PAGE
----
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Behind the ScenesMeet the People

IMAGE: Scott Smith, middle, in Mission Control Center, Houston, Texas
Scott Smith, middle, monitors data in the Mission Control Center, Houston, Texas.

Scott Smith,
Johnson Space Center,
Houston, Texas

Dr. Scott Smith is the lead for JSC's Nutritional Biochemistry Laboratory.

April 2003 - Astronauts living in space must be as concerned about their nutrition as Earth-bound humans. Perhaps even more so, as the human body tends to lose both calcium and muscle in microgravity.

Making sure astronauts stay healthy in space is the job of hundreds of people at NASA. One of those people is Dr. Scott M. Smith, the lead for the Nutritional Biochemistry Laboratory at the Johnson Space Center in Houston.

"In a nutshell, our job is to determine the nutritional requirements for extended-duration space flight ... how many calories astronauts need in a day, how much calcium, iron, sodium, vitamins, minerals, etc.," Scott said.

"We do this in two ways. First, we check the levels of nutrients in the blood and urine of space station crews, both before and after their missions, and also monitor their diet during flight. Second, we conduct specific experiments to understand how space flight affects nutrition. For example, how much of a given nutrient, like calcium, do astronauts need? Also, we study how nutrition can affect the adaptation to space flight -- for instance, can we give astronauts extra calcium to stop bone loss?"

Scott has been at NASA for 11 years, after getting his Ph.D. in nutrition from Penn State and spending two years in North Dakota completing a Post Doctoral Fellowship. "I was looking for a real job and saw an ad in one of the nutrition scientific journals and thought 'wouldn't that be cool, working for NASA!' I figured they wouldn't take me, but that I would send off my resume anyway. A few weeks later I was flown down for an interview and several weeks later I was packing for a move to Houston!"

IMAGE: Scott Smith, left, aboard NASA's KSC-135 aircraft
Scott Smith, left, participates in the testing of International Space Station science hardware aboard NASA's KC-135 aircraft.

"The most memorable time for me in the past 11 years was the experience of working the STS-107 mission," Scott said."We had an experiment onboard and had worked with the crew for two and a half years in training and preflight data collection. If I had to pick one moment from this experience that stands out, it was early on January 16, just past dawn on the East Coast. I even remember at the time saying that it was the most incredible moment I had ever had at NASA.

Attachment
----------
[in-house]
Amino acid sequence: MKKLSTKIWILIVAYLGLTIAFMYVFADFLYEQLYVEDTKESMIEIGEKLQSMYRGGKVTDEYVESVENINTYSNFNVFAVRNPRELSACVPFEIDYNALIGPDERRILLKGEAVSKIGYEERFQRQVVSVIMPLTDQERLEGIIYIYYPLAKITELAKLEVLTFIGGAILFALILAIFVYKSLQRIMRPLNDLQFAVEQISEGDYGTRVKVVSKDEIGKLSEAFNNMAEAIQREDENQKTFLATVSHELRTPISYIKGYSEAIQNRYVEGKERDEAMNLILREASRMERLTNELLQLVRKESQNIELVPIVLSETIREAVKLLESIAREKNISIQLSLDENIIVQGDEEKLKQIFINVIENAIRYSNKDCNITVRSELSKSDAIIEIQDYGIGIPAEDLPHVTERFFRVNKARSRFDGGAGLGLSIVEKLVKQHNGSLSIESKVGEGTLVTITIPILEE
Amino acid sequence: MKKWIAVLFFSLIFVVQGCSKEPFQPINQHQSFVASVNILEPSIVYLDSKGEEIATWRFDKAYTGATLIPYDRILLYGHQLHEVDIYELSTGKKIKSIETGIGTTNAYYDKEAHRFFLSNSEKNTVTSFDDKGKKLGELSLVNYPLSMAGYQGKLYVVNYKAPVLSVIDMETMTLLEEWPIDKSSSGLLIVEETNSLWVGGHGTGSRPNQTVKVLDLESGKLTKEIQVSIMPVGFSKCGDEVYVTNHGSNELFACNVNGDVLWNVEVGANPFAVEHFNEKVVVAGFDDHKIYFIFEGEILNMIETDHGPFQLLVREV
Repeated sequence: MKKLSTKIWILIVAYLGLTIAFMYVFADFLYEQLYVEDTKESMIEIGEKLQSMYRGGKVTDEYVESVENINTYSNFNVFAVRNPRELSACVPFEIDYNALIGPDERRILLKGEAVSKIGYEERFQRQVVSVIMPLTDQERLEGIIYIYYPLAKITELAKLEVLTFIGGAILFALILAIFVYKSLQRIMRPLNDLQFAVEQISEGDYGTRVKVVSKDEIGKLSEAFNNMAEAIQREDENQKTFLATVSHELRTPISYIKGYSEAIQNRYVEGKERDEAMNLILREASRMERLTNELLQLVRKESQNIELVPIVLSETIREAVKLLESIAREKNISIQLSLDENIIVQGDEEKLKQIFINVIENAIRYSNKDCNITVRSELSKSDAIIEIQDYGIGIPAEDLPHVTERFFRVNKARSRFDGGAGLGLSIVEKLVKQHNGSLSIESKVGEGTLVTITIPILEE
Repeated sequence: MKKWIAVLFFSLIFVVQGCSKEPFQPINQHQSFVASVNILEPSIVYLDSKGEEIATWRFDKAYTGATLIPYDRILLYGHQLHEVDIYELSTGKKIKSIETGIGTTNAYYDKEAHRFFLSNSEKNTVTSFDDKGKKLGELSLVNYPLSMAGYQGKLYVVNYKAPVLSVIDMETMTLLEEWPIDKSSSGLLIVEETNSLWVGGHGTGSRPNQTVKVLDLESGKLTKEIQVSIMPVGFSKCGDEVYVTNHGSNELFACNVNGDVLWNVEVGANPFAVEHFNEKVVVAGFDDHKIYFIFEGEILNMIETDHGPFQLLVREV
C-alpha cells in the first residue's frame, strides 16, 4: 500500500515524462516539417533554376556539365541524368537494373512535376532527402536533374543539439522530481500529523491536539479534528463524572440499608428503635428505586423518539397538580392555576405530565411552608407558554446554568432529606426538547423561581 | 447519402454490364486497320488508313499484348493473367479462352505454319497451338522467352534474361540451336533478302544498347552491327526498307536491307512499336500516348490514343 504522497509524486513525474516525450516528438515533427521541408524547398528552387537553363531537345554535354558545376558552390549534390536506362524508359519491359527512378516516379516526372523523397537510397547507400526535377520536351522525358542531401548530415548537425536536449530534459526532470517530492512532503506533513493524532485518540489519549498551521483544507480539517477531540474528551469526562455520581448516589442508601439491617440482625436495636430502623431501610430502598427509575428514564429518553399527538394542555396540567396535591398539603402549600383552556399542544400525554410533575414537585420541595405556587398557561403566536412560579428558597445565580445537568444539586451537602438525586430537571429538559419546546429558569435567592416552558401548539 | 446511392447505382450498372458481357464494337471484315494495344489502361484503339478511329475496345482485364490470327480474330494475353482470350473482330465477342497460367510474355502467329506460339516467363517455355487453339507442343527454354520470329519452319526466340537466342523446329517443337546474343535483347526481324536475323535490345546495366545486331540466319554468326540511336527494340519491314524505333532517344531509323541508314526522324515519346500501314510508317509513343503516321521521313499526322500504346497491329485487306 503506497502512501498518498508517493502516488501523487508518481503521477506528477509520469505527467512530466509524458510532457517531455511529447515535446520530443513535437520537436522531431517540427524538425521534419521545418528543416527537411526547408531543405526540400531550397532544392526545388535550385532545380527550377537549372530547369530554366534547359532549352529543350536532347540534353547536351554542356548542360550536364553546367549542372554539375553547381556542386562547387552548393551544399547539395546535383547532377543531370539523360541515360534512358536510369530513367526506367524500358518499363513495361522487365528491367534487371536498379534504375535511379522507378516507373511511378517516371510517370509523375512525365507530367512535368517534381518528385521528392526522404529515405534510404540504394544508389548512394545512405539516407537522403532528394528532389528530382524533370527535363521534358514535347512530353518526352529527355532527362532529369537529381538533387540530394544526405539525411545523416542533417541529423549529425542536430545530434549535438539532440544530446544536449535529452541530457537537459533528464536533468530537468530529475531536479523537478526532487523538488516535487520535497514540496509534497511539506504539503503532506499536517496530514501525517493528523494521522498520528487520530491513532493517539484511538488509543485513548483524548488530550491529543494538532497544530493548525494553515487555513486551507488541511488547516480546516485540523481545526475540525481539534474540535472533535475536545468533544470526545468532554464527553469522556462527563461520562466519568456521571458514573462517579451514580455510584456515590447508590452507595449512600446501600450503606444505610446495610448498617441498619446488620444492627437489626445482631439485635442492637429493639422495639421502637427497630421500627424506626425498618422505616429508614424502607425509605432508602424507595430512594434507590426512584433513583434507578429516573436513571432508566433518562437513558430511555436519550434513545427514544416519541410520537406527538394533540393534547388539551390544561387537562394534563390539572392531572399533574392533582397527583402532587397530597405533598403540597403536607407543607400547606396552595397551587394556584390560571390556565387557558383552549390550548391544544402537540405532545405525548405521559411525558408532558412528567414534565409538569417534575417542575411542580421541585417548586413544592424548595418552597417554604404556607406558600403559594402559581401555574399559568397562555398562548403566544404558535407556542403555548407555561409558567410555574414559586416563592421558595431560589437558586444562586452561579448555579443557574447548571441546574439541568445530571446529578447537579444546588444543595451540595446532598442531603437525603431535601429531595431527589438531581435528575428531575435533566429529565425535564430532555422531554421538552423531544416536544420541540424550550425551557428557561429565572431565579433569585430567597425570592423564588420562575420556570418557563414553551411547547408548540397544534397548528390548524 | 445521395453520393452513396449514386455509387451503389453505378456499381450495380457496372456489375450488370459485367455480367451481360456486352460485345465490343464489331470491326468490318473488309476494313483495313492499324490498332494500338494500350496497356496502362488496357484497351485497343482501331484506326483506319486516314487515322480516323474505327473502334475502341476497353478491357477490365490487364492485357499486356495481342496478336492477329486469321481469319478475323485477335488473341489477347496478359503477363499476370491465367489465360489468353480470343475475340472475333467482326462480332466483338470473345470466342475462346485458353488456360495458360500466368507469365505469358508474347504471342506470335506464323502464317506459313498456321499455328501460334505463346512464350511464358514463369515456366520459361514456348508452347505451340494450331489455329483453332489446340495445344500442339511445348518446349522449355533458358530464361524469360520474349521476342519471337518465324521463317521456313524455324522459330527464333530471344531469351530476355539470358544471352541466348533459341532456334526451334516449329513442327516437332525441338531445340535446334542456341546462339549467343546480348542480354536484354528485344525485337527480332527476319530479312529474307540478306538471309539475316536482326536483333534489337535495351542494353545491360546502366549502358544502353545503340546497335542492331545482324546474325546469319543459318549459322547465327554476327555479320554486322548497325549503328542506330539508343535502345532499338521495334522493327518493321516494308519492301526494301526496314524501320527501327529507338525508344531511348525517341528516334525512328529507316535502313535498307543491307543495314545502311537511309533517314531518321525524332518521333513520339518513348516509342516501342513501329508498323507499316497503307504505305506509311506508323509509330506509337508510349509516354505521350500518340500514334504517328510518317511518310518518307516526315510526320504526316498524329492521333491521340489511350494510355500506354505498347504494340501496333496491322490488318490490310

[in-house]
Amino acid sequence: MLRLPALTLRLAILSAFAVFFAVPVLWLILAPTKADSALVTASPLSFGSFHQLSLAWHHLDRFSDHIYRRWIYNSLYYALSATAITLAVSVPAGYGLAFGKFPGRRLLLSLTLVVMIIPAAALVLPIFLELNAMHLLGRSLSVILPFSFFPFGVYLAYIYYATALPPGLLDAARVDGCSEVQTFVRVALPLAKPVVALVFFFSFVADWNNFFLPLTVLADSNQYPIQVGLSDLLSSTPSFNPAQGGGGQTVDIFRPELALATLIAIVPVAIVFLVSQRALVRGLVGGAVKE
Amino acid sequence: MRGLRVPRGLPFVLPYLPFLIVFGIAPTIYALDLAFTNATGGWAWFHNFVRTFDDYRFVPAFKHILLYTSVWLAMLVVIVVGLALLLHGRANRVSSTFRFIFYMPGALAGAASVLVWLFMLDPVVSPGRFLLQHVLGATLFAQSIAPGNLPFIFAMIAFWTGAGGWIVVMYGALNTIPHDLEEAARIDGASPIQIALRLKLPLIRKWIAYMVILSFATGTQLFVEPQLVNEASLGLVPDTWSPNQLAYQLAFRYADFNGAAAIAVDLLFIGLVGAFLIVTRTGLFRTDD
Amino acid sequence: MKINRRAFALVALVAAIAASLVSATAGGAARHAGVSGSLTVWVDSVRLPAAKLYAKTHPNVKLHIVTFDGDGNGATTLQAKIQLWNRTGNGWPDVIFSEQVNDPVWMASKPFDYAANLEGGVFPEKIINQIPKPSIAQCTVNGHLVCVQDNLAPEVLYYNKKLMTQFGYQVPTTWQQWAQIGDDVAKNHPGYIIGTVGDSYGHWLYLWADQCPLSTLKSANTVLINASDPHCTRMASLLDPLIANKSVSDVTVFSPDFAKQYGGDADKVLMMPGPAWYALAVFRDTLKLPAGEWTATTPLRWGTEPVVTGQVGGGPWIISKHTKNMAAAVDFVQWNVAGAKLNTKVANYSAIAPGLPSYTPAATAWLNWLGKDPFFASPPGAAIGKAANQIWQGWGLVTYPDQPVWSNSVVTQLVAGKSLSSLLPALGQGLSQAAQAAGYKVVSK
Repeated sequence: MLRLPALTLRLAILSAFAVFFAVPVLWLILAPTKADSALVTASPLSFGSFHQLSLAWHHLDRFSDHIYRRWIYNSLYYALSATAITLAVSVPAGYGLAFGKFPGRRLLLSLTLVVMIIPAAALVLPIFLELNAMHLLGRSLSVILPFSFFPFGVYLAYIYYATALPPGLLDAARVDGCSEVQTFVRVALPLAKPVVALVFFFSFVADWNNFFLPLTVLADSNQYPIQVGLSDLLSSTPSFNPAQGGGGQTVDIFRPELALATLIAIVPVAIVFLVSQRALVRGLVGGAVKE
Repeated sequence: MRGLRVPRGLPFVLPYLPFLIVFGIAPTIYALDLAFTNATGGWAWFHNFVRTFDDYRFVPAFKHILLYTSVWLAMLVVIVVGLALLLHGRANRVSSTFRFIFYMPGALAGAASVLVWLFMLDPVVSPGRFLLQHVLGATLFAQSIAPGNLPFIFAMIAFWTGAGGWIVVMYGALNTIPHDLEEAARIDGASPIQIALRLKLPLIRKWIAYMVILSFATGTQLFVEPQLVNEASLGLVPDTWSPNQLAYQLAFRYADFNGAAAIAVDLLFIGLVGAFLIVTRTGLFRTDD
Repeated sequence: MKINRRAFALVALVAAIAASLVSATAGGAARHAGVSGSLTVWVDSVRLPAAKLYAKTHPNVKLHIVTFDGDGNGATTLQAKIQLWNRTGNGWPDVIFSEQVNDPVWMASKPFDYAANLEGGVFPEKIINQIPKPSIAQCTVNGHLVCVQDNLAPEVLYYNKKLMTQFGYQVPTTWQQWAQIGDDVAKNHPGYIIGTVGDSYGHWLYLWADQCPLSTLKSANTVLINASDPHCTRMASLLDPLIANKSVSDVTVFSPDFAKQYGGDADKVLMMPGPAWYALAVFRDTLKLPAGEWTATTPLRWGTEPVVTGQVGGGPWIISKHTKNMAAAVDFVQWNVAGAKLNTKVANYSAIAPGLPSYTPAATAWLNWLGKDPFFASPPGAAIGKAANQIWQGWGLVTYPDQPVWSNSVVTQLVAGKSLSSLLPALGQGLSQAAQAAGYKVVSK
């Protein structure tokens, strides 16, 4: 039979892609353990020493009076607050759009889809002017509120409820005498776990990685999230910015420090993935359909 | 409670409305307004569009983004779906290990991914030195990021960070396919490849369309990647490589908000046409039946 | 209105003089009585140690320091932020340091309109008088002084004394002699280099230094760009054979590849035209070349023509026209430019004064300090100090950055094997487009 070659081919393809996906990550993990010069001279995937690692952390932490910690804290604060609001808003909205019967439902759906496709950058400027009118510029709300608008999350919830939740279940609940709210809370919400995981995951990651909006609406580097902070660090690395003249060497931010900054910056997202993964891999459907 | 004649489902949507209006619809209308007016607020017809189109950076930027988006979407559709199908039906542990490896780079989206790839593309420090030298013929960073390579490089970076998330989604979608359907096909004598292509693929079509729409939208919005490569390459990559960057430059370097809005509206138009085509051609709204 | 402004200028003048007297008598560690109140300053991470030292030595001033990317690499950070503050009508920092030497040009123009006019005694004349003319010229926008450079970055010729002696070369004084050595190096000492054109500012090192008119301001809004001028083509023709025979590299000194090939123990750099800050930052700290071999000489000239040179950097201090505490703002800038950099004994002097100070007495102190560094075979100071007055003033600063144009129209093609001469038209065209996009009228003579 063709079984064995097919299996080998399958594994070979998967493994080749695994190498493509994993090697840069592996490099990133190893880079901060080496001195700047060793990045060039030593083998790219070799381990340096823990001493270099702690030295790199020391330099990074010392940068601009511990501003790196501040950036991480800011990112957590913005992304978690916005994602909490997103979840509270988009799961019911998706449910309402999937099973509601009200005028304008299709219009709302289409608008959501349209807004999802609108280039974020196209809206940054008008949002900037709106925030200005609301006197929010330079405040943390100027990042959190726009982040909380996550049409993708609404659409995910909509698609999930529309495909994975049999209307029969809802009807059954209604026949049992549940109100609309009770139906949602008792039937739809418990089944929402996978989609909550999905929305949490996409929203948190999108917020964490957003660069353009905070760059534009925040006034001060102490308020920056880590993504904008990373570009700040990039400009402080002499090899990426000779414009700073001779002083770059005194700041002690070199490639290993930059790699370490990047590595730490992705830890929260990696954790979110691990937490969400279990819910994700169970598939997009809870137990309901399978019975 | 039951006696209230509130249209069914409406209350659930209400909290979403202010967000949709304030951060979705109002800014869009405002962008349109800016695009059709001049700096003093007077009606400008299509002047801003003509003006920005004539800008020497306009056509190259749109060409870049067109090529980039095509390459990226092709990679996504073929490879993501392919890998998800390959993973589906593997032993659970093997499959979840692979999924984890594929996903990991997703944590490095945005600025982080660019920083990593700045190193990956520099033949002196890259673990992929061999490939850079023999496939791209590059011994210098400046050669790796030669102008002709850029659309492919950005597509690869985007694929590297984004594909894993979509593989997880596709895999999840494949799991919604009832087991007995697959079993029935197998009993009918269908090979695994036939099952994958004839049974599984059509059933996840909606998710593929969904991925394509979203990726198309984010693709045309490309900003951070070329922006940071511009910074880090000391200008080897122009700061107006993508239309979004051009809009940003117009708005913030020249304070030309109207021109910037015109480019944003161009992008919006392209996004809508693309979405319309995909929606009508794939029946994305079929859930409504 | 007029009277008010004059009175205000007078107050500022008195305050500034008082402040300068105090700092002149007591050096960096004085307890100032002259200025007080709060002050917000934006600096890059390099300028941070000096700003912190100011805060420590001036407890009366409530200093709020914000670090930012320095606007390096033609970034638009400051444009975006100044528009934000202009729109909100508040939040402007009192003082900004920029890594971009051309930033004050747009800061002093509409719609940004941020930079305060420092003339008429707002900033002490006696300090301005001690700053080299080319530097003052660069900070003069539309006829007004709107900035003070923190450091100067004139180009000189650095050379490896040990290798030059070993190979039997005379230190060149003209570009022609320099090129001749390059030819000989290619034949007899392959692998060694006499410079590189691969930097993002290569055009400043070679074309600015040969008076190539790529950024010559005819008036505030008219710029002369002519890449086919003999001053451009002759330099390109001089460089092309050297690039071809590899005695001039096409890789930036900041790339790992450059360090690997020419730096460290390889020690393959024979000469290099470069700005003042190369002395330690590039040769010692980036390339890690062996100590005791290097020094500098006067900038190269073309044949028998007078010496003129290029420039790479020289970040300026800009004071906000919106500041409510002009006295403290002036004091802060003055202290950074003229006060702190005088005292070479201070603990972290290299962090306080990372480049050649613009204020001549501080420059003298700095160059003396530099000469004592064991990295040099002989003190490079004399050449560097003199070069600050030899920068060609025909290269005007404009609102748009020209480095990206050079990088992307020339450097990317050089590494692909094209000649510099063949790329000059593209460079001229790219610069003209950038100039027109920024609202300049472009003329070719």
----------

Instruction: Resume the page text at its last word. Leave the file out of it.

"Our experiment on STS-107, called Calcium Kinetics, was one of four 'Physiology and Biochemistry-4' group of experiments, also known as the PhAB-4. The morning of launch, several members of our team were fortunate enough to be at the crew walkout -- the scene you always see on TV just before the crew rides out to the launch pad. We were holding up a huge banner that read 'THANKS FAB-7 FROM PhAB-4.' As the crew walked out of the building, for a moment that seemed to last forever, the crew stopped, pointed, and waved to us as they boarded the Astrovan. It was a moment I know I will cherish forever."

"NASA is indeed a team effort," Scott continued. "In the hours, days and weeks after the Columbia tragedy, this term was often, and appropriately, rephrased as the 'NASA Family.' As with any large family or organizational structure there are different levels, groups and subgroups. Even within the Nutritional Biochemistry Laboratory team, I always describe us as an eclectic group of individuals, each bringing special skills to the group, thereby enabling us to accomplish the work that we do. I am very lucky to get to work with such an incredible group of folks, and to think about the impact we have on the crews flying today, and even potentially on the exploration missions of tomorrow."

For those who would like to work for the space program, Smith has the following advice. "From a science, and specifically life science/physiology, perspective, you need to get as strong a background in your field as possible. Knowing space and/or space physiology isn't really required -- it is more important for you to know your field. Beyond that, study hard in all areas -- science, math, communication (written and oral) -- knowing a lot about one area, and nothing about the others, can cause you trouble."

For more information about the nutrition-related research being done by NASA, please visit the Web at: http://haco.jsc.nasa.gov/biomedical/nutrition/


Curator: Kim Dismukes | Responsible NASA Official: John Ira Petty | Updated: 06/23/2003
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